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Facts on Cocaine and Crack

  • "Most cocaine users are episodic recreational users who voluntarily curtail their use. However, cocaine use and the development of addictive behavior in some users has increased in North America, although recent declines are recorded. Availability of highly biologically active forms, such as crack cocaine, has worsened the problem of cocaine dependence."

    Source: "Cocaine," The Merck Manual, Section 15. Psychiatric Disorders, Chapter 198. Drug Use and Dependence, Merck & Co. Inc., from the web at http://www.merck.com/mmpe/sec15/ch198/ch198f.html last accessed June 11, 2007.

  • "Although most cocaine in the US is snorted, smoking crack cocaine has become widely publicized. The hydrochloride salt is converted to a more volatile form, usually by adding NaHCO3, water, and heat. The converted material is combusted and the resultant smoke inhaled. Onset of effect is quicker, and intensity of the high is magnified."

    Source: "Cocaine," The Merck Manual, Section 15. Psychiatric Disorders, Chapter 198. Drug Use and Dependence, Merck & Co. Inc., from the web at http://www.merck.com/mmpe/sec15/ch198/ch198f.html last accessed June 11, 2007.

  • "Tolerance to cocaine occurs, and withdrawal from heavy use is characterized by somnolence, increased appetite, and depression. The tendency to continue taking the drug is strong after a period of withdrawal."

    Source: "Cocaine," The Merck Manual, Section 15. Psychiatric Disorders, Chapter 198. Drug Use and Dependence, Merck & Co. Inc., from the web at http://www.merck.com/mmpe/sec15/ch198/ch198f.html last accessed June 11, 2007.

Effects of Cocaine and Crack

  • "Effects differ with different modes of use. When injected or smoked, cocaine produces hyperstimulation, alertness, euphoria, and feelings of competence and power. The excitation and high are similar to those produced by injecting amphetamine. These feelings are less intense and disruptive in users who snort cocaine powder.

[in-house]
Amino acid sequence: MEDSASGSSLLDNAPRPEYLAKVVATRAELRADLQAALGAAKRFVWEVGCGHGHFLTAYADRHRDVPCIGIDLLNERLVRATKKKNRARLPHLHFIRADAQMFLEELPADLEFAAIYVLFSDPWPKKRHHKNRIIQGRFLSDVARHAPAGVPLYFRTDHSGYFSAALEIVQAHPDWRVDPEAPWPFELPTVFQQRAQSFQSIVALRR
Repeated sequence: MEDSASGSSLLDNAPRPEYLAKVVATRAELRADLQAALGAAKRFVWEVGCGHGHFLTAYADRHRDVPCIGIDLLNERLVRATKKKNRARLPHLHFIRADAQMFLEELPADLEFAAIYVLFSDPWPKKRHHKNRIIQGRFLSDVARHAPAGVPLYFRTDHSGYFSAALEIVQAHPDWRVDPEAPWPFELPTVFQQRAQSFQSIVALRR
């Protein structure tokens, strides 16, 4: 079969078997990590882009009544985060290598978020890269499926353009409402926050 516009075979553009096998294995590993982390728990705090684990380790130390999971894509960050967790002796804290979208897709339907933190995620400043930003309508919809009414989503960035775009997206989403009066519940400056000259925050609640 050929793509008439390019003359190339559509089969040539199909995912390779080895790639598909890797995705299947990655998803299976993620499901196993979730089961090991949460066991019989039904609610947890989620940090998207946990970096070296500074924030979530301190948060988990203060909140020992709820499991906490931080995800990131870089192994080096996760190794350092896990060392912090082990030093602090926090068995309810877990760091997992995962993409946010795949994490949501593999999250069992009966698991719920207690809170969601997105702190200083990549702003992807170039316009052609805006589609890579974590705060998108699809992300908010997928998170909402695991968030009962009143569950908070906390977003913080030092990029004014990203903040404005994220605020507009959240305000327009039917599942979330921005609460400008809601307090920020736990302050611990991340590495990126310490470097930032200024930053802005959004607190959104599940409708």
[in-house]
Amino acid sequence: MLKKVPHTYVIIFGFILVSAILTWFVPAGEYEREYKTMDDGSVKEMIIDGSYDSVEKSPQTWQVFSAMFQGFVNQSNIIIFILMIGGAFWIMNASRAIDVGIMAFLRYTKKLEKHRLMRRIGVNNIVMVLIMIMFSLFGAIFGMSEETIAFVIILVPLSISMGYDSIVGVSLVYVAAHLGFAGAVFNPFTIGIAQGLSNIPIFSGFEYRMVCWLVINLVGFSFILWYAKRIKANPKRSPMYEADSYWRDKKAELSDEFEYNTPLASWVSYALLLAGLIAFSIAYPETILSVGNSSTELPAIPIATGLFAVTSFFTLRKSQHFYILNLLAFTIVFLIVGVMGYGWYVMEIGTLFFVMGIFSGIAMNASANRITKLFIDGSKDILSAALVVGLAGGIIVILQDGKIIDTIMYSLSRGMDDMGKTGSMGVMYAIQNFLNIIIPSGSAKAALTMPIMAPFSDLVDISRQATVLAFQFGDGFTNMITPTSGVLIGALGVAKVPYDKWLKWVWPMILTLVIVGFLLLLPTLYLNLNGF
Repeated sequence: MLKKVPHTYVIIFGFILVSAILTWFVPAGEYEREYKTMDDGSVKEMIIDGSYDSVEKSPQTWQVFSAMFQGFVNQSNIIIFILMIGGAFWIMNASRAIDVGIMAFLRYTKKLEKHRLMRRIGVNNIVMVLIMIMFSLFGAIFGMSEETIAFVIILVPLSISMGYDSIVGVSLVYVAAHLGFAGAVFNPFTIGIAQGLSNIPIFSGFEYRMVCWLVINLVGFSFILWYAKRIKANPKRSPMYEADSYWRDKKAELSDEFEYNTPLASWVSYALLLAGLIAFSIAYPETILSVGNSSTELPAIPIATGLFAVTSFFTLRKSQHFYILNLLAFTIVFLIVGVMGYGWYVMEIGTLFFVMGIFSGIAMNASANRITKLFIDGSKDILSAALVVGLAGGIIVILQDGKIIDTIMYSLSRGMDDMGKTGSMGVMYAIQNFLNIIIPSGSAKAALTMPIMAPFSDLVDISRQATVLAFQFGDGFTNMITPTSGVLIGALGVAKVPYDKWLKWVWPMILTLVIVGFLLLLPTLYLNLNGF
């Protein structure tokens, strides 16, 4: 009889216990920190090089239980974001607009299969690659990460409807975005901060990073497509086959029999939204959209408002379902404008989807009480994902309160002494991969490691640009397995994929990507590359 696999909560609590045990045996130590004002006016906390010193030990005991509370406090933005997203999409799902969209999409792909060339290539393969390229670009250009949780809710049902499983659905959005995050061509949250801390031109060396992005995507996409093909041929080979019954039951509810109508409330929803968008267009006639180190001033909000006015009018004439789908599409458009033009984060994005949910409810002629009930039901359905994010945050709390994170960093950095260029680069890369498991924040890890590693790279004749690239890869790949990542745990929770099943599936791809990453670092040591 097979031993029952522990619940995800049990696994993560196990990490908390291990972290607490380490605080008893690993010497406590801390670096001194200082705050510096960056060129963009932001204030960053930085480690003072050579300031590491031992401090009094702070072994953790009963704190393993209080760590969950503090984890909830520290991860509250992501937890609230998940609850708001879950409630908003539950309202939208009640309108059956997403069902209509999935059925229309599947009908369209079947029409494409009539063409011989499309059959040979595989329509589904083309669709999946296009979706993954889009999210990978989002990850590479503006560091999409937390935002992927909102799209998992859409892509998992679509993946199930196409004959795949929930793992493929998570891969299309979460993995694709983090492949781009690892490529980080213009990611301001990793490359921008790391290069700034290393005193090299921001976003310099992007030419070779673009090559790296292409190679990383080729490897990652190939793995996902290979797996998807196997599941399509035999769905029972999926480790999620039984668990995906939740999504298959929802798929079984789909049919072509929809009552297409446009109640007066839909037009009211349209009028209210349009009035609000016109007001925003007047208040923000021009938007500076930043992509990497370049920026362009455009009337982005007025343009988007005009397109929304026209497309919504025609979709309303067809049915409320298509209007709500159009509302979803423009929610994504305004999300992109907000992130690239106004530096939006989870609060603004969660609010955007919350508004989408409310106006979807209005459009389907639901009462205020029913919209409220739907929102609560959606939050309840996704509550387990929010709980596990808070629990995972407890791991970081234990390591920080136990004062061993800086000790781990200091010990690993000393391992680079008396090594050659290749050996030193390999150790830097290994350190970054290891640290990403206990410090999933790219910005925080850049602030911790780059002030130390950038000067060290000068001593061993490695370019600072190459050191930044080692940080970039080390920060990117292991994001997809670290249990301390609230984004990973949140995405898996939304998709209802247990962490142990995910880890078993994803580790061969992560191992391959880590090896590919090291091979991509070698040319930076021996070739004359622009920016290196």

"An overdose may produce tremors, seizures, and delirium. Death may result from MI, arrhythmias, and heart failure. Patients with extreme clinical toxicity may, on a genetic basis, have decreased (atypical) serum cholinesterase, an enzyme needed for clearance of cocaine. The concurrent use of cocaine and alcohol produces a condensation product, cocaethylene, which has stimulant properties and may contribute to toxicity."

    Source: "Cocaine," The Merck Manual, Section 15. Psychiatric Disorders, Chapter 198. Drug Use and Dependence, Merck & Co. Inc., from the web at http://www.merck.com/mmpe/sec15/ch198/ch198f.html last accessed June 11, 2007.

  • "Some users of cocaine report feelings of restlessness, irritability, and anxiety. A tolerance to the 'high' may develop -- many addicts report that they seek but fail to achieve as much pleasure as they did from their first exposure. Some users will increase their doses to intensify and prolong the euphoric effects. While tolerance to the high can occur, users can also become more sensitive to cocaine's anesthetic and convulsant effects without increasing the dose taken. This increased sensitivity may explain some deaths occurring after apparently low doses of cocaine."

    Source: National Institute on Drug Abuse, InfoFacts: Crack and Cocaine (Rockville, MD: US Department of Health and Human Services), from the web at http://www.nida.nih.gov/infofacts/cocaine.html last accessed January 9, 2006.

Side Effects of Cocaine and Crack

  • "Because cocaine is a very short-acting drug, heavy users may inject it or smoke it q 10 to 15 min. This repetition produces toxic effects, such as tachycardia, hypertension, mydriasis, muscle twitching, sleeplessness, and extreme nervousness. Hallucinations, paranoid delusions, and aggressive behavior may develop, which can make the person dangerous. Pupils are maximally dilated, and the drug's sympathomimetic effect increases heart and respiration rates and BP.
    "Severe toxic effects occur in the compulsive heavy user. Rarely, repeated snorting causes nasal septal perforation due to local ischemia. Repeatedly smoking volatile crack cocaine in high doses can have serious toxic cardiovascular and behavioral consequences."

    Source: "Cocaine," The Merck Manual, Section 15. Psychiatric Disorders, Chapter 198. Drug Use and Dependence, Merck & Co. Inc., from the web at http://www.merck.com/mmpe/sec15/ch198/ch198f.html last accessed June 11, 2007.